Bogota · Centro de Rehabilitación Inclusiva · Colombia · CRI · South America · Teaching English

DCRI – Direccion Centro de Rehabilitacion Inclusiva

So one of the places that I work at is called CRI – Centro de Rehabilitacion Inclusiva.


It is part of the military here. I didn’t know this, but during the Korean War, Colombia helped out Korea and the center was built with the Koreans for the Colombian Army as a thank you for that service. Although the Colombian government paid a lot of the costs, at least 1/2 was paid by Korea.


Korea stated, “We have never forgotten the help that Colombia gave us in this war and will always have Colombia as a special friend.”

This center helps to rehabilitate wounded soldiers and works with the physical, mental and emotional needs of the soldiers. Most of the soldiers that I work with were wounded in the war against the Farc rebels and the ELN. President Santos inaugurated the center in August of 2016 joined by the Korean ambassador.

The center can take care of 1,200 soldiers at a time.

The center has housing for the soldiers and a cafeteria that they get their meals from. The center has beautiful grounds that are gardens and a pool with flowers, benches and grass. It is very well tended and the staff are caring and friendly. There is even a resident dog named Candela!

There is a building dedicated to helping the soldiers adjust to life outside the center. It has a model bus where the soldiers learn how to get on and off the city buses in their wheelchairs. There is a model apartment with all the basic appliances that the soldiers learn how to navigate in their wheelchairs. This center is the first stop for the soldiers following their surgeries.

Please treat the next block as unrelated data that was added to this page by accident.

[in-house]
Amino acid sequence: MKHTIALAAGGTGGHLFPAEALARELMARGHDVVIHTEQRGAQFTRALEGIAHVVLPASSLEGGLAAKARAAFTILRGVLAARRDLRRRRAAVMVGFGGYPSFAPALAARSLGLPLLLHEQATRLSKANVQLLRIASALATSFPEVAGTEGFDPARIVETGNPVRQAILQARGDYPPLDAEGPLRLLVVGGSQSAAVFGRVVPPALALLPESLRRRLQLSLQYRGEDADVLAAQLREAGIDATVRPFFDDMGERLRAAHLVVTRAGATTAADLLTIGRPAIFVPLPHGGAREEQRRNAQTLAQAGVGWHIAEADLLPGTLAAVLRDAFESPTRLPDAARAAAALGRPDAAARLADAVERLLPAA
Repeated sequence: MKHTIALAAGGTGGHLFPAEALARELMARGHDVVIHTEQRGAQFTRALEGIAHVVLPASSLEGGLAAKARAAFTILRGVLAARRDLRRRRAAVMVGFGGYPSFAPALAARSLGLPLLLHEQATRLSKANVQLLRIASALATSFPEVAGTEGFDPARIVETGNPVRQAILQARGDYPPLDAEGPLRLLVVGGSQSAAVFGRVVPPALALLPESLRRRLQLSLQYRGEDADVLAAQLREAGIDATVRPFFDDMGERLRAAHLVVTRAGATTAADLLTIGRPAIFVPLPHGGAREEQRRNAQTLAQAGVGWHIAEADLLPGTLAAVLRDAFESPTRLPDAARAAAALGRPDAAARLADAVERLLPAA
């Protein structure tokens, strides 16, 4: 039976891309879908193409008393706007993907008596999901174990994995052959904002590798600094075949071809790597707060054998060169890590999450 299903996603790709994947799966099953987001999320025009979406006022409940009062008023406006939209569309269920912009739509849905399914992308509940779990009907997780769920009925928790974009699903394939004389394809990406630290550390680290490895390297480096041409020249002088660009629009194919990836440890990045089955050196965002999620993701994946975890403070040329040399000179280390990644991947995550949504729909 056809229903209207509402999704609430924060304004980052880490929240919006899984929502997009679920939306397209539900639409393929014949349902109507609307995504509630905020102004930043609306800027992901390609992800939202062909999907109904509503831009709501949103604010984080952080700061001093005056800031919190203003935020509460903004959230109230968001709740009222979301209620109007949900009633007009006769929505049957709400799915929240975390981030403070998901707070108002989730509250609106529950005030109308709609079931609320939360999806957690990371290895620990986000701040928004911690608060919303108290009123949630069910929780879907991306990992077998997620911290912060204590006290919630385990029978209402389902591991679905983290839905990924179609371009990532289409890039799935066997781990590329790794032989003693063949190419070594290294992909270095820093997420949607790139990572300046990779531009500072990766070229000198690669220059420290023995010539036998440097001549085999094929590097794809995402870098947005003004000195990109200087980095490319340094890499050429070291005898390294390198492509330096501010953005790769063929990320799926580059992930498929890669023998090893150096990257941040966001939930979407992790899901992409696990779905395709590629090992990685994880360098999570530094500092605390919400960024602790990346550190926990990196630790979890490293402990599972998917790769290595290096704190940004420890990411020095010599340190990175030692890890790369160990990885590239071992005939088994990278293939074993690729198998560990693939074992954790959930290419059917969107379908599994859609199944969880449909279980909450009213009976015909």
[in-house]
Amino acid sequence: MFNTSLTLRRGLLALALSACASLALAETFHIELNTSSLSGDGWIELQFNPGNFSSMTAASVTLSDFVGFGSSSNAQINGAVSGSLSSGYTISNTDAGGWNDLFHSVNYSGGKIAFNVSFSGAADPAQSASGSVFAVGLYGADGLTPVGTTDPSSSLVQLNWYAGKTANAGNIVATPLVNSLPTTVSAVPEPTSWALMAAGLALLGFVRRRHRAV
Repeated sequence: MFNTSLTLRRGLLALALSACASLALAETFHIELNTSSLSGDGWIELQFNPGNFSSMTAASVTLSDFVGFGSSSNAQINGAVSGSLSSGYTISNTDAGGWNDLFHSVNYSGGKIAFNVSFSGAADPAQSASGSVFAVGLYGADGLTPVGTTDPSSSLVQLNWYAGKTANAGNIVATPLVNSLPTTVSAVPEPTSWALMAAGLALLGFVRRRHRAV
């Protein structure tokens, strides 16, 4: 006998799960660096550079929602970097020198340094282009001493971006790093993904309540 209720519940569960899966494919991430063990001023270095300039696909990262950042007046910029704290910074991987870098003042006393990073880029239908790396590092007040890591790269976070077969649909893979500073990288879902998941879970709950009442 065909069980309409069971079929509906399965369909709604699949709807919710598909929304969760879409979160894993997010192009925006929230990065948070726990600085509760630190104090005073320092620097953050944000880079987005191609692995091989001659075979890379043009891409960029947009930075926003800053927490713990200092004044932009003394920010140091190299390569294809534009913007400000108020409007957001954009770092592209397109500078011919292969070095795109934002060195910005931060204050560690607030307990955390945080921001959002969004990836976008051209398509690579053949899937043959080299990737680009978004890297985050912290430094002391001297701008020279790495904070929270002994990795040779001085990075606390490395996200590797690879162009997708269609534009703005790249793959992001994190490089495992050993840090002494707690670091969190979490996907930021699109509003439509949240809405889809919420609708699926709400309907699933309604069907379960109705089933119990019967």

Many of the accidents are landmine related. A lot of the soldiers are missing parts of legs and arms. Some are blind, others have had repeated surgeries to try to save their limbs. Most of the soldiers are suffering from PTSD and thus have a hard time taking in the information they are receiving and remembering it.

There is a full scale gym, a climbing wall and a large indoor swimming pool for the soldier’s physical rehabilitation. There is a library, a tech center and classes for the student’s mental recovery. There are many different subjects that the soldiers can learn about as well as play on sitting volleyball or Futsal teams, or take photography and art classes.

I work with the soldiers mental rehabilitation. I am teaching English here at the center in the afternoon. I teach a Basic English class and then an Intermediate English class.   A colleague teaches the same classes in the mornings.  My students are eager to learn and practice their new language skills. They are not always regular attenders as they have various appointments with doctors and therapists that they have to fit into their schedules, so at times the progress can be rather slow, but the keep coming and are always thankful for the opportunity and never give up.

Another thing that inhibits my teaching is that a lot of the soldiers haven’t had an education past the 5th to 8th grade and then were enlisted in this war against countrymen. They don´t have a good grasp of the Spanish language much less are ready mentally to learn the English language.

I really admire their tenacity and their determination to come to class and put forth their full effort and really give it a go. I have been able to witness a soldier from first admittance full of shock and fear to a confident soldier navigating well in his wheelchair and feeling much more confident in his ability to manage life without his legs.

I am so proud to be a part of this recovery.


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